A study of the relationship between arsenic bioaccessibility and its solid phase distribution in Wellingborough soils
Wragg, Joanna. 2005 A study of the relationship between arsenic bioaccessibility and its solid phase distribution in Wellingborough soils. University of Nottingham, Geography, PhD Thesis.Full text not available from this repository. (Request a copy)
The aim of this study was to establish the relationship between the measured bioaccessibility and the solid-phase distribution of arsenic in Wellingborough soils. Arsenic is known to be present in soils in the Wellingborough area of Northamptonshire at concentrations up to c. 100 mg kg-1, which is above the soil guideline value of 20 mg kg-1 for this element in residential gardens, with or without plant uptake, and allotments. Four different locations were chosen from around the Wellingborough area as test sites for use in the study, two gardens, a Country Park and a new housing development site. In total 21 samples were collected to represent the ranges of As in the Wellingborough test soils at these locations. To achieve the aim of this study the test soils were chemically characterised using a combination of analytical techniques that included XRFS and mixed acid digestion/ICP-AES, XRD, soil pH, TOC and CEC. The bioaccessible arsenic content of the soils was measured using a physiologically based extraction test (PBET). The physico-chemical distribution of arsenic between the different soil components present was determined using the CISED test and cluster analysis. The majority of total arsenic was found to be held in pure iron oxides but the bioaccessible arsenic was found to be associated with impure iron oxides, clays and carbonate sources. The bioaccessibility of arsenic, for the oral ingestion pathway, in the Wellingborough test soils was shown to be below the SGV of 20 mg kg-1. A strong positive relationship between the total arsenic and iron present in the test soils was identified. The bioaccessible arsenic was shown not to be related to the total arsenic content of the test soils. The bioaccessible arsenic was shown to be derived from soil components derived from iron and non-iron dominated sources and is dependant on the interaction of different soil constituents.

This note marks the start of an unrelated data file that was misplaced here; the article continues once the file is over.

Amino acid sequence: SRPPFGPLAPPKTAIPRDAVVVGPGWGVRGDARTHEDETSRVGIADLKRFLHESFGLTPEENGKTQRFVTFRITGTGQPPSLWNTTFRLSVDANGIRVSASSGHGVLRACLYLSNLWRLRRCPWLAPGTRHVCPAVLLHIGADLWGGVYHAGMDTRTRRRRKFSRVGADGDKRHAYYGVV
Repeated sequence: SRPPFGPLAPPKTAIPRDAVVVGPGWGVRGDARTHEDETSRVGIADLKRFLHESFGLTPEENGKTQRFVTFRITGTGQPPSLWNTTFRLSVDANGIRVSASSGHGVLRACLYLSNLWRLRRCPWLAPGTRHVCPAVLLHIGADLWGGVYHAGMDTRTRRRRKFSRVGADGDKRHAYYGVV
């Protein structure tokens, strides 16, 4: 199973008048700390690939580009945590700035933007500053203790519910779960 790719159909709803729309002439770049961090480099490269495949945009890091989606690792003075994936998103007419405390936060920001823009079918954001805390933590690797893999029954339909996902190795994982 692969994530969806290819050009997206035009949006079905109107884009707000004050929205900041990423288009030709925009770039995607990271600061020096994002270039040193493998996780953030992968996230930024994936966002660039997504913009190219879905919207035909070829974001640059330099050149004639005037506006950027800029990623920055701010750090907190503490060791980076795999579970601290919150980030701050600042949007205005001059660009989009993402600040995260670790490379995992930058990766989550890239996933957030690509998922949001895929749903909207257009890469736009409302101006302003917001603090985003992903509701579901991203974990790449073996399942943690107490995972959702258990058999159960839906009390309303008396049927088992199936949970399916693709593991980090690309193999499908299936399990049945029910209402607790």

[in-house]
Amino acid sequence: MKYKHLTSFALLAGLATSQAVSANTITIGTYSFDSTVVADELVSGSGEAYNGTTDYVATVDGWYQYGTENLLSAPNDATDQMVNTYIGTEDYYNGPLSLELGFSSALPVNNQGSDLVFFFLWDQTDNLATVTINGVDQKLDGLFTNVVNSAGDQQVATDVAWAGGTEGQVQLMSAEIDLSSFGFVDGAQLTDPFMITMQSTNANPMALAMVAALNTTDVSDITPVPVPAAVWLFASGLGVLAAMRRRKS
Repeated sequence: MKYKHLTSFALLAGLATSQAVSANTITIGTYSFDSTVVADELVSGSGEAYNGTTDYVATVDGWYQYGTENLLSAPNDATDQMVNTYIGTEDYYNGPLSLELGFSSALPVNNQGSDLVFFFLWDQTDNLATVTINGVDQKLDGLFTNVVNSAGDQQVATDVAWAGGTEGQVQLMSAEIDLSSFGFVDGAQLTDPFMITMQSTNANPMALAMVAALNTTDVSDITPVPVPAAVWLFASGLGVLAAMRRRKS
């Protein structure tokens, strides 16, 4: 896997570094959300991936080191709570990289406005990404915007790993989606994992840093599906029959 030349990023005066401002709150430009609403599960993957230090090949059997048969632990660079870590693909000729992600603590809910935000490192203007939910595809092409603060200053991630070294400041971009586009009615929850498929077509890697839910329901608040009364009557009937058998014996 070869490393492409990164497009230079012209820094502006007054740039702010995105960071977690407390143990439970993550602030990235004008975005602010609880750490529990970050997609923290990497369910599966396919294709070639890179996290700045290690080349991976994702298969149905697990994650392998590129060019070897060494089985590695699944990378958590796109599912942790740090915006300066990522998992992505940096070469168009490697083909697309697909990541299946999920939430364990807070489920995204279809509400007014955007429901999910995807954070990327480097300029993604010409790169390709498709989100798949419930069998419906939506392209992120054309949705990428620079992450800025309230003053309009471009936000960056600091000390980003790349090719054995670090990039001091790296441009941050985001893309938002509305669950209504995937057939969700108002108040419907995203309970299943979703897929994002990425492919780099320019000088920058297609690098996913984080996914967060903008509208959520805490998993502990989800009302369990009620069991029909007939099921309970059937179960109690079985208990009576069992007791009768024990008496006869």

|Item Type:||Thesis (PhD)|
|Programmes:||BGS Programmes > Chemical and Biological Hazards|
|NORA Subject Terms:||Earth Sciences
|Date made live:||22 Aug 2012 09:23|
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